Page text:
Climate finance is not gender blind”, yet there are 1.9 billion people living in poverty; the majority are women. This is not being tackled adequately since there is a limited capacity amongst low and middle income countries. The Alliance is working in ten countries across Africa, including Kenya, on a county level, to access climate funds with a specific focus on climate finance tracking and gender tracking.

Additionally, a UNFCCC representative for gender from Nigeria focused on advancing the agenda of gender and climate, including what they want and need from COPs and priorities post COP with key demands. She talked about the importance of a fairer distribution of funds and in particular the need for “climate funds to be 100% gender responsive”, also requiring experts that provide advice and information to governments and institutions, including at local levels. Women are demanding more just climate and gender finance. 

The needs of local women are simple but most of the time they don’t have a profile to raise them. Women need to be given small grants initially that then expand and grow since the bigger grants still go to men. “We as women are very vulnerable and we do all the work.” The private sector does not want to invest in vulnerability or disproportionate business – what interest is there? “We need to turn vulnerability into profitability” and turn it around through innovative ideas. It is paramount that we try to understand and listen to women in local communities, to learn how they operate and their adaptation processes and finance mechanisms. The public-private partnership working with communities must ensure their funds go back to the women in communities, which adds value. Africa is still not getting the funds it needs, let alone the local woman in the community. We must listen to women and local communities” and help them in finding the solutions together to meet the SDGs.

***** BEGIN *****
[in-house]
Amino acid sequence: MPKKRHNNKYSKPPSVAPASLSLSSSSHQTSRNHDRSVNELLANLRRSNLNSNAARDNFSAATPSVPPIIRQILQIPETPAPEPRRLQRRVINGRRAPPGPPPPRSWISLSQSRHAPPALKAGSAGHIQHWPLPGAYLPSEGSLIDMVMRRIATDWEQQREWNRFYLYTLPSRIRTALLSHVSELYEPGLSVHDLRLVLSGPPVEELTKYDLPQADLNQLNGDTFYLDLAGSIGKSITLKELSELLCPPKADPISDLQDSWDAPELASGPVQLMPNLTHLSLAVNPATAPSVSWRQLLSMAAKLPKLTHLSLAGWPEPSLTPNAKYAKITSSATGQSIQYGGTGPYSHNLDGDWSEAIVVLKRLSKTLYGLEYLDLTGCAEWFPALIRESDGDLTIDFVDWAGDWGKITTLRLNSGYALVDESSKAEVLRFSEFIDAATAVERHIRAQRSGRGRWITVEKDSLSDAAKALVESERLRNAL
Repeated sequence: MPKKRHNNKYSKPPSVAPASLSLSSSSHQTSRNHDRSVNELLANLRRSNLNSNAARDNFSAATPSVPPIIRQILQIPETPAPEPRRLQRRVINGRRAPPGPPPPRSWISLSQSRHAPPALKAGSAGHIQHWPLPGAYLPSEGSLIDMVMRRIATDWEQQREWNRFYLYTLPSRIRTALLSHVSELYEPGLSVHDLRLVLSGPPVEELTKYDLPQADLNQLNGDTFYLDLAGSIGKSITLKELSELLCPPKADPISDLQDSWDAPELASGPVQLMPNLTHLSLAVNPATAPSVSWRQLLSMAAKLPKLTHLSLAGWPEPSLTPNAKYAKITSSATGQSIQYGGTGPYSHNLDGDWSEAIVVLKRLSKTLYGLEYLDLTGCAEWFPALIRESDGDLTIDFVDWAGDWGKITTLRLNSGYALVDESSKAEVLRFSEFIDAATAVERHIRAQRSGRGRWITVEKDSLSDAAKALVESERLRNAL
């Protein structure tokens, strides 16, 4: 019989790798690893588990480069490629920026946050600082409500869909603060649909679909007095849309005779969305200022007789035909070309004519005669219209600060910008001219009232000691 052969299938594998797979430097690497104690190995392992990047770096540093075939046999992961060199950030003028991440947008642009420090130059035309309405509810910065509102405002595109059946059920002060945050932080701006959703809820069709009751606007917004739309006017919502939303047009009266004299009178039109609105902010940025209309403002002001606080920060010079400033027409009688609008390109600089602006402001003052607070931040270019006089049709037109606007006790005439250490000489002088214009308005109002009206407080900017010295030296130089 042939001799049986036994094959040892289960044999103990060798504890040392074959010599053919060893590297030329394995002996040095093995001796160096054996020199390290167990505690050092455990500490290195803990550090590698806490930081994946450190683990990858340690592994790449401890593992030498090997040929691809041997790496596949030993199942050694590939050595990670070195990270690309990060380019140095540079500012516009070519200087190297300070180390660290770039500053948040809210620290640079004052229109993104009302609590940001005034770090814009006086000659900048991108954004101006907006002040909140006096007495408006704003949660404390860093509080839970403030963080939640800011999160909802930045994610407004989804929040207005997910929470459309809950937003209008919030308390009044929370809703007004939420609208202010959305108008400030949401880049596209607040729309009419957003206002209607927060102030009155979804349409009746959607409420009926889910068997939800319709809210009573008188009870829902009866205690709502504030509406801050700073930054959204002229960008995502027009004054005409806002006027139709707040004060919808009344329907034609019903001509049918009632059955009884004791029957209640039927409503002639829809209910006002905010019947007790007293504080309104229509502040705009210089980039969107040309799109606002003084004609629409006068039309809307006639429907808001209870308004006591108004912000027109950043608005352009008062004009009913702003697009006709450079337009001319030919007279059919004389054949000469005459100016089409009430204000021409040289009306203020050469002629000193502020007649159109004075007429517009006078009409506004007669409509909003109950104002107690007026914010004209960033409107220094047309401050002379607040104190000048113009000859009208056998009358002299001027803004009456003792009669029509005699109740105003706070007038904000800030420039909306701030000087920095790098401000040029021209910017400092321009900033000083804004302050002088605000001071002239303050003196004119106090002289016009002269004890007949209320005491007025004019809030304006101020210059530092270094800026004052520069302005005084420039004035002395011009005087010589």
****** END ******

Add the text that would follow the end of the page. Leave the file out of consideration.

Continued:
I’ll finish by sharing a few questions that raised inspiring answers:

When asked what we can do, as privileged people from the North, the answer was simple: “Solidarity”.  We have the same concerns and similar frustrations, so we must build solidarity around these issues. Stand with us outside, no one is looking at where you’re from, solidarity on the streets and in alternative spaces.

What can you do to ensure the money that was promised is received by the Global south? Take action; assist in the giving, if possible, and lobbying for that money, which includes pushing the Government for ambitious and necessary amounts that are not just on paper but implemented. Ensure the UK stops the emissions that are affecting those that are far away and helpless. We need governments to do the planning, including financially, ahead of time for preventative measures; disasters affect emotions and mental states, particularly women since they take care of the family. Importantly, we need alternative voices at the table. Additionally, we must address the biggest elephant in the room – the private sector.

I want to leave you with this powerful statement by two of the women on the panel: “We have so much that we can do together and we are all in one ship; whether we are the upper deck or the lower one, when the ship sinks we all sink.”

You can watch the full event here 

Lucy Meredith and The Team